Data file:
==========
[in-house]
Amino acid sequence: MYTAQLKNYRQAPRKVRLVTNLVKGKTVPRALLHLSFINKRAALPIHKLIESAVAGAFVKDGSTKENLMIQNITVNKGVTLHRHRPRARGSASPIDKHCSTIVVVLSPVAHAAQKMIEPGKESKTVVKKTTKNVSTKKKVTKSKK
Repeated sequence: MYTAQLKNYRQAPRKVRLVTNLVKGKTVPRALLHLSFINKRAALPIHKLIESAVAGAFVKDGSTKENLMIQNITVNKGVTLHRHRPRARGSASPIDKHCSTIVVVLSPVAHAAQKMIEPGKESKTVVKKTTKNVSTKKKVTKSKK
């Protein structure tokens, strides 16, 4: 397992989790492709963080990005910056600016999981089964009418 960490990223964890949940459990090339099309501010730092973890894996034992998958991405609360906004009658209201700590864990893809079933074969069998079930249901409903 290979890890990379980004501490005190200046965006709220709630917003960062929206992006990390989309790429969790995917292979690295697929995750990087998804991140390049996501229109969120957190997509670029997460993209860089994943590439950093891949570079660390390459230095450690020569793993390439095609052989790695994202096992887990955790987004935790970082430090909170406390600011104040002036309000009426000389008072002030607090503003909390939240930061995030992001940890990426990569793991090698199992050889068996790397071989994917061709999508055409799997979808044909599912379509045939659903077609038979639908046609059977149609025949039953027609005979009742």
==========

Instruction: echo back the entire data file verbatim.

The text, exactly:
[in-house]
Amino acid sequence: MYTAQLKNYRQAPRKVRLVTNLVKGKTVPRALLHLSFINKRAALPIHKLIESAVAGAFVKDGSTKENLMIQNITVNKGVTLHRHRPRARGSASPIDKHCSTIVVVLSPVAHAAQKMIEPGKESKTVVKKTTKNVSTKKKVTKSKK
Repeated sequence: MYTAQLKNYRQAPRKVRLVTNLVKGKTVPRALLHLSFINKRAALPIHKLIESAVAGAFVKDGSTKENLMIQNITVNKGVTLHRHRPRARGSASPIDKHCSTIVVVLSPVAHAAQKMIEPGKESKTVVKKTTKNVSTKKKVTKSKK
């Protein structure tokens, strides 16, 4: 397992989790492709963080990005910056600016999981089964009418 960490990223964890949940459990090339099309501010730092973890894996034992998958991405609360906004009658209201700590864990893809079933074969069998079930249901409903 290979890890990379980004501490005190200046965006709220709630917003960062929206992006990390989309790429969790995917292979690295697929995750990087998804991140390049996501229109969120957190997509670029997460993209860089994943590439950093891949570079660390390459230095450690020569793993390439095609052989790695994202096992887990955790987004935790970082430090909170406390600011104040002036309000009426000389008072002030607090503003909390939240930061995030992001940890990426990569793991090698199992050889068996790397071989994917061709999508055409799997979808044909599912379509045939659903077609038979639908046609059977149609025949039953027609005979009742």